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Expecting a Phone Interview? Fill Out a Cheat Sheet to Help

Matt  /  June 1, 2020

Expecting a Phone Interview? Fill Out a Cheat Sheet to Help

When you begin a job search, you often need to juggle applications to a number of jobs at the same time, and manage different phone interviews. It can be hard to keep all the information related to these applications and interviews straight.

It's important to not allow your phone interviews to take you by surprise. While they may seem like minor challenges when compared to the in-person interviews that come later in the job application process, you still need to excel at them in order to get to the later rounds. Just as you need to customize your resume to each job that you apply to, you need to tailor your answers to every phone interview that you attempt. Unfortunately coming up with targeted answers on a phone call can be difficult, especially when you're nervous about doing well.

You have the advantage with phone interviews, however, in that you don't have the interviewer in front of you. This means that you can use notes, or a cheat sheet, for help along the way.

Certainly, you don't want to be reading off a script when you answer questions over the phone; your interviewer will be able to tell when your answers sound unnatural and you don't make a connection with them. You can, however, use your interview cheat sheet to help make sure that you don't forget important points that you need to make. Before each phone interview, it would be a good idea to fill out a cheat sheet with tips in the following areas.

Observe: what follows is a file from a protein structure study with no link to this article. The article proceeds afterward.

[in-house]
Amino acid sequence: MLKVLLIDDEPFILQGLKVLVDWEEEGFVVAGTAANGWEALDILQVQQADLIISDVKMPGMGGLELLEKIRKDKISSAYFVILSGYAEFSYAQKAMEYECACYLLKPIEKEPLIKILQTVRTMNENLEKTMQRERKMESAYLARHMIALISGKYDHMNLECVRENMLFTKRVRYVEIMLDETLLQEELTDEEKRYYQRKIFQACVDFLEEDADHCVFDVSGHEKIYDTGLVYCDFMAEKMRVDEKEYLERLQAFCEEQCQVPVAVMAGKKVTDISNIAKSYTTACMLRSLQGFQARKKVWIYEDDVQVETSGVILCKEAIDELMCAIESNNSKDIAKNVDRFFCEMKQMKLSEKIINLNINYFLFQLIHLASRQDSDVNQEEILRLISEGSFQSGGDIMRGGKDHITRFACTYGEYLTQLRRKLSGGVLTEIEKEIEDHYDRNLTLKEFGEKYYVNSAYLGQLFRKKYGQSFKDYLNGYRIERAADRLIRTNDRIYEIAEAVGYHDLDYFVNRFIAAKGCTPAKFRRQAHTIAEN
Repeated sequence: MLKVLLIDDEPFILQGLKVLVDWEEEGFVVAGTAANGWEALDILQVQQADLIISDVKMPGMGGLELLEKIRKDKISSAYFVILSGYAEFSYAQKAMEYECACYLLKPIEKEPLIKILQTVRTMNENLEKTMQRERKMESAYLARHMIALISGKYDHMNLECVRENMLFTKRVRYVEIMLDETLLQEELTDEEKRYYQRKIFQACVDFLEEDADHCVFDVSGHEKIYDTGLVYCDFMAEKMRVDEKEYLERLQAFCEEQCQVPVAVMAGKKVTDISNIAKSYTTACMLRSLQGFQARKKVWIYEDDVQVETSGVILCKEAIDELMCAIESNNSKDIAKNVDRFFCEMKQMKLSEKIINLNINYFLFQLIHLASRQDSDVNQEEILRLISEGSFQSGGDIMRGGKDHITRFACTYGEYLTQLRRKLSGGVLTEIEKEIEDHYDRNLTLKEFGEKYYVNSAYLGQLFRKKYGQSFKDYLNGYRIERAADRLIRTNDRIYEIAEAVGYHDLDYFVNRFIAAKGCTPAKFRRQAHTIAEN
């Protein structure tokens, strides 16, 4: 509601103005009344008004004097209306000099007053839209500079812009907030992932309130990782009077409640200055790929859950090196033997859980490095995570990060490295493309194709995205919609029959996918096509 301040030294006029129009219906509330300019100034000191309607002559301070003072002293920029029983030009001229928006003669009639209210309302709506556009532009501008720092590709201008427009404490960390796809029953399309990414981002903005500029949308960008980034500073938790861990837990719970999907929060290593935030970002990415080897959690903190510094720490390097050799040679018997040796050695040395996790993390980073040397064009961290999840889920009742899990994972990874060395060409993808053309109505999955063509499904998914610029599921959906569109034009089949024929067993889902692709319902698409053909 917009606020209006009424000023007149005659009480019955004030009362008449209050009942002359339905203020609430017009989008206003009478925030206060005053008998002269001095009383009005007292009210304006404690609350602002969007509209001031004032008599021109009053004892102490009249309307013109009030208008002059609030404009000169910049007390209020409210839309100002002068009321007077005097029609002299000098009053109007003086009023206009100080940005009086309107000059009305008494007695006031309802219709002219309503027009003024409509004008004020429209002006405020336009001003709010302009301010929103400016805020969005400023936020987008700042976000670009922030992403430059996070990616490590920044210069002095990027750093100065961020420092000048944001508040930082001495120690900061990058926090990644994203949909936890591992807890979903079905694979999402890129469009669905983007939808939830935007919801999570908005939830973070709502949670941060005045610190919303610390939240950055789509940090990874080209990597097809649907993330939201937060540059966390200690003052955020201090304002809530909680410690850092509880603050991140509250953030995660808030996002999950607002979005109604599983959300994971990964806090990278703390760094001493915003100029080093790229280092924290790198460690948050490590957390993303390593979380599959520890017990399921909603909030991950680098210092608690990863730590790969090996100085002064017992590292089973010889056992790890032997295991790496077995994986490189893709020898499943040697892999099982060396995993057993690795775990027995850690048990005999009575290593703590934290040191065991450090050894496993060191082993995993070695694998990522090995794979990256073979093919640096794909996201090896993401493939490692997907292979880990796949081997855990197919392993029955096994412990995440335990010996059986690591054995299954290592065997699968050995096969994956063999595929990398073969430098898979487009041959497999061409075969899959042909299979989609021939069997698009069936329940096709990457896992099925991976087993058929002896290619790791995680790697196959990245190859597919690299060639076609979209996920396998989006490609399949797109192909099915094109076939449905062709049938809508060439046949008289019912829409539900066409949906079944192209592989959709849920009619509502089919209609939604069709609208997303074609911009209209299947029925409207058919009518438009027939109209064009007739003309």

When You Can Start

Preliminary phone interviews often include a question about when you believe you might be able to start work at the new position. Companies sometimes need to fill roles as quickly as possible, and at other times they simply prefer to know where they stand with a candidate. You can think ahead of time about how much notice you need to give your current employer, and write it down so that you are ready when the question comes up in the phone call.

Questions About Who You Are

One of the first things that an interviewer will do on a phone interview, after making sure that it's a good time to talk, is to ask you to say something about yourself. It's important to understand that while it may sound like they want to hear your life story, in reality they only want to hear about the parts that are relevant to the job in question. When you answer, you need to be sure that whatever you say, you are able to stick to your story for the rest of the interview process. Whatever reasons you offer for why you're right for the job, for instance, you should remember as the interview process progresses.

It's usually a good idea to include information about your past, your present, and your future. You'll need to offer a brief introduction to parts of your past experience that are relevant to the position that you're applying to now, a quick look at your current job -- again, with a look at the parts that relate to the job you're applying to -- and a discussion of what you plan for the future, with information about how the new job has all the right qualities for that future.

You should write these down in your cheat sheet in the form of short points and phrases. This way, you can quickly consult them in the middle of the phone interview, and expand on them. You should also be prepared for follow-up questions about how you like to be managed, and what kind of work environment you tend to prefer.